Nearly 80% of organizations rank cyber risk as a top concern according to Microsoft. However, truly understanding cyber risk can be confusing for organizations, especially when there are several myths being spread about security. Some of these myths can negatively impact a business because they uphold false assumptions about security. This can lead those who believe in these myths to falling victim to cyber incidents or put their security in jeopardy. Here are 5 common cybersecurity myths you need to stop believing.
1. A breach will never happen to me
Some organizations might feel that they are too small to be targeted or think that their industry doesn’t experience cyber attacks. However, hackers will target any organization if they feel they can get access to data or some sort of financial reward. While the headlines often focus on data breaches that affect large companies, a simple Google search will bring up several instances where hackers have also targeted local schools, hospitals, municipalities, charities, manufacturers, etc. Small to medium businesses often lack the resources to secure their infrastructure, making them seem like easy targets to hackers. Research from Verizon found that 43% of breaches involved small businesses. Just because you haven’t been breached yet doesn’t mean that it will never happen. Organizations need to realize that no one is immune to the threat of a cyber attack and should be prepared to respond to a breach.
2. My current cybersecurity setup is already good enough
Depending on your security needs and whether you’ve recently conducted an assessment to validate your current IT environment, your setup might be good for the moment. However, new threats are emerging daily, and your current security setup might not be equipped to combat the threats of tomorrow. And as technology evolves, you run the risk of having outdated systems that are no longer supported. The security landscape is complex and ever changing, which means you need to be proactive. Security is an ongoing process and the “set and forget” approach is not sufficient. You should supplement your infrastructure with security solutions that protect the different aspects hackers target (such as email, endpoints, etc.) and ensure that these solutions are constantly updated with the latest patches.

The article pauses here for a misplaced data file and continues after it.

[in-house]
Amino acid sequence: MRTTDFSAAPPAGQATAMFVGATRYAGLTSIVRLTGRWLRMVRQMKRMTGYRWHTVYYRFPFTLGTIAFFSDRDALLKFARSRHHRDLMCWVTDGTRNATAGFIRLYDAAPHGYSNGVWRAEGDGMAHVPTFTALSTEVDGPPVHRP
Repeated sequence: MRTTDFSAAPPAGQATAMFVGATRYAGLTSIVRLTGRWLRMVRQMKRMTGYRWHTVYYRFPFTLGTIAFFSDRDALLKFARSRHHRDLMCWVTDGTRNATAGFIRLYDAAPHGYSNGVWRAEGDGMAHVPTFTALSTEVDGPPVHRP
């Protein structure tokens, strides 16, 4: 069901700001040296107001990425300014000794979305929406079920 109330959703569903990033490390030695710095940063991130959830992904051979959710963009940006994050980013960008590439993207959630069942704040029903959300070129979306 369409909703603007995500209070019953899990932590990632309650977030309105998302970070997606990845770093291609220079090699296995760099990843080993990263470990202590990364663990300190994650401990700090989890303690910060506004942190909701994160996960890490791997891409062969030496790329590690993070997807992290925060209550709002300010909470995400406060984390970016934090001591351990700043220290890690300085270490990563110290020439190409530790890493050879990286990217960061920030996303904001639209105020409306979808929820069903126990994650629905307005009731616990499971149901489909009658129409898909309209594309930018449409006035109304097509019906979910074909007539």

3. Security is IT’s problem, not mine
The business impacts of a data breach show that security affects the entire organization. Any employee can be the target of a hacker, especially those who handle sensitive information, such as those in the finance department. Every employee must be responsible for safeguarding themselves and upholding the security standards of an organization. By not training all employees on cyber risks, you increase your chance of falling victim to a preventable error (such as an employee falling victim to a phishing attack).
4. I’ll know if I’ve been attacked
Unlike a physical breach, a cyber breach is harder to detect. Hackers don’t leave broken locks or smashed windows when they break into your system. In fact, a cyber criminal can remain hidden in a network for months or even years, and organizations will usually not realize they’ve been breached until after the damage has been done. According to research by the Ponemon Institute, the average time it takes for an organization to detect a breach is about 6.5 months (197 days). In most cases, a computer will continue to act normally after being hacked or injected with malware. Cyber criminals don’t want to get caught before they’ve managed to extract data or whatever else they’re after. Only in attacks like ransomware, where the hacker wants you to know you’ve been hacked, will it be immediately obvious.
5. If it has a password, it’s already secure
While having a strong password is a good foundation for security it doesn’t guarantee full security. Stolen passwords can be easily found on the dark web after a data breach. Since many people reuse the same passwords, hackers can easily use them to access corporate accounts. This is why it’s important to use an additional verification step in addition to a password.
Similarly, public password protected WiFi can also be unsafe if a hacker has knowledge of the password. WiFi passwords mainly limit the number of users per network which means that others using the same password (such as a hacker) can potentially view the data being transmitted within the network. This is why it’s important to use a VPN when using public WiFi.